“(Archbishop of Canterbury) Rowan Williams made it clear that he didn’t feel any useful purpose would be made by trying to revisit Lambeth 110 (the resolution rejecting homosexual practice as contrary to scripture),” said Archbishop Aspinall. “The process that the church used the last time didn’t help the church move forward, so a very different process is being used.”

Archbishop Earnest said, “We’re not stepping aside. We are engaging it with respect.”

Bishop Johnson said “it would have been unreasonable to expect a full resolution to an issue that is continuing conversation within the life of our whole world.” He added: “The commitment that we continue to make is that we’re continuing to engage in indaba. Some came with some anxiety about the process; no one expressed that we are now in indaba. We are really, truly talking to one another.”

Asked whether any bishops had changed their views about the place of gays and lesbians in the church, Archbishop Aspinall said, “I’m not aware of bishops that have changed their minds. I am aware of bishops who have thanked other bishops with a different view for helping them understand issues and what’s at stake better.”

Bishop Johnson said that some people have probably “nuanced their position,” but whether they changed their mind, “we didn’t take a vote at the end of it.”
The three designated spokespersons for today’s session also debunked suggestions that the conservative voice was absent from the conference with the boycott of more than 200 of the more than 800 invitees.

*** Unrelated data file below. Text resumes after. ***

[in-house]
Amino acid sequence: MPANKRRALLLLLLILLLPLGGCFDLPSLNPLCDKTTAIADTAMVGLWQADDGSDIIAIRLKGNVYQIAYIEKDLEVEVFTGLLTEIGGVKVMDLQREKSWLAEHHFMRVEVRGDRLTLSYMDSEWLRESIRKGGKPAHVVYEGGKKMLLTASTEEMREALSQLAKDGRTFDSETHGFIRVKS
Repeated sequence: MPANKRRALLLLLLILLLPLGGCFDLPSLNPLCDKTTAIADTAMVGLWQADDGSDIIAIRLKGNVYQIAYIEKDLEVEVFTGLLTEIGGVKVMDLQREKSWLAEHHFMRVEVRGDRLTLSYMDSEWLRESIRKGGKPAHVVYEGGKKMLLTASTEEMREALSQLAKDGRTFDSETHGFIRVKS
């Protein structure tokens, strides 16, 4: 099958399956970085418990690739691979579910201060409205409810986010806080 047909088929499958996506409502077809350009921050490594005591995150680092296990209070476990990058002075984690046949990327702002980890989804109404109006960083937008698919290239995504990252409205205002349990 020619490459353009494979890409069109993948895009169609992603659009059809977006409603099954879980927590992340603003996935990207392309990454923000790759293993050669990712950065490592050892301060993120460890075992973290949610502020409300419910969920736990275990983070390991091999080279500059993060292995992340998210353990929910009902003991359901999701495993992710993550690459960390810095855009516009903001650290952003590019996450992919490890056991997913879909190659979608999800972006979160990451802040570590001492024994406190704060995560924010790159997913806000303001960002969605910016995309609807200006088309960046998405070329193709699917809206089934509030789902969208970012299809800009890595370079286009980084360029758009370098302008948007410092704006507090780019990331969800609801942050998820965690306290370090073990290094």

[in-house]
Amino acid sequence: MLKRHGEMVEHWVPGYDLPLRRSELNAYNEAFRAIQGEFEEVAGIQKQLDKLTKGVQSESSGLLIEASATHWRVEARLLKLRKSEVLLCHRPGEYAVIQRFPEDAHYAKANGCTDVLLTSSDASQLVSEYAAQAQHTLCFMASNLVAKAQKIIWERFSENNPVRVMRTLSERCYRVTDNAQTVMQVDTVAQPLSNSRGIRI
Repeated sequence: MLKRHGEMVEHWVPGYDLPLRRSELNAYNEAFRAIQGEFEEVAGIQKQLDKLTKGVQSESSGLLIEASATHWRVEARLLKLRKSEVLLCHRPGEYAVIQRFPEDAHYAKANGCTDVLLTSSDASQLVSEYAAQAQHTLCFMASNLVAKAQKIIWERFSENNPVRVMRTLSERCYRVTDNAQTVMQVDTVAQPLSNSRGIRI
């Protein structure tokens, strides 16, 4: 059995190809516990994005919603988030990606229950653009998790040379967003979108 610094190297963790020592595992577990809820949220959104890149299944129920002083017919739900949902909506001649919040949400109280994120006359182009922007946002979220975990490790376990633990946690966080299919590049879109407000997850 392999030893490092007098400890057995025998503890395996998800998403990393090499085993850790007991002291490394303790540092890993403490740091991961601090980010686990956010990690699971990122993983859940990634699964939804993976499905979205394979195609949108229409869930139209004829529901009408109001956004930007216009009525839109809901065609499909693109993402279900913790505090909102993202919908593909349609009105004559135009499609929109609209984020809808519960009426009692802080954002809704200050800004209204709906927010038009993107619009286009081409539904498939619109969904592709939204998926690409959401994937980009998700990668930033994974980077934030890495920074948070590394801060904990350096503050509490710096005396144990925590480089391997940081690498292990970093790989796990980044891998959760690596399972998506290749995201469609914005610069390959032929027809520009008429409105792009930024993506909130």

“The conservative voice isn’t absent from here. They were very strongly in my indaba groups as were liberal voices, as well as those who would not identify themselves as I do,” said Bishop Johnson.

“We regret that our brothers aren’t here,” said Archbishop Earnest, adding that he would be meeting with bishops and primates who have boycotted the conference in a gathering in Kenya scheduled Sept. 2-3.

“The whole conference is poorer because some bishops have chosen to not attend and those bishops themselves are poorer because they are not here to engage with their brothers and sisters,” said Archbishop Aspinall. He pointed out that Archbishop Earnest was also a member of the Lambeth Design Group that organized the conference.

In today’s session, which focused on the theme, Living Under Scripture: The Bishop and the Bible in Mission, bishops were asked to respond to the following questions in their Bible study and indaba groups: “How has the Communion’s engagement with same-sex issues impacted my diocese’s participation in God’s mission? What do I need from my fellow bishops to enable me to be true to my role as a leader in God’s mission? What am I prepared to offer my fellow bishops to help them?
Bishop Johnson said he was left with two images that characterized his indaba group, one from an aboriginal context “where they sit on the ground, stir up the dust, (and when) the dust settles, they go into the house.” The other is that the household “is more than just a bedroom – it has many rooms” and outside the land is either flooded or parched, producing food or not producing food. He said it meant putting the discussion in a “wider context,” and not just on homosexuality, but also the question of “how do we live

faithful lives proclaiming the good news of Jesus Christ?”

Bishop Johnson also pointed out that the diversity of voices on human sexuality was found not just among provinces of the Anglican Communion, but even in his own diocese, which has both a large gay and lesbian population as well as congregations with more traditional beliefs.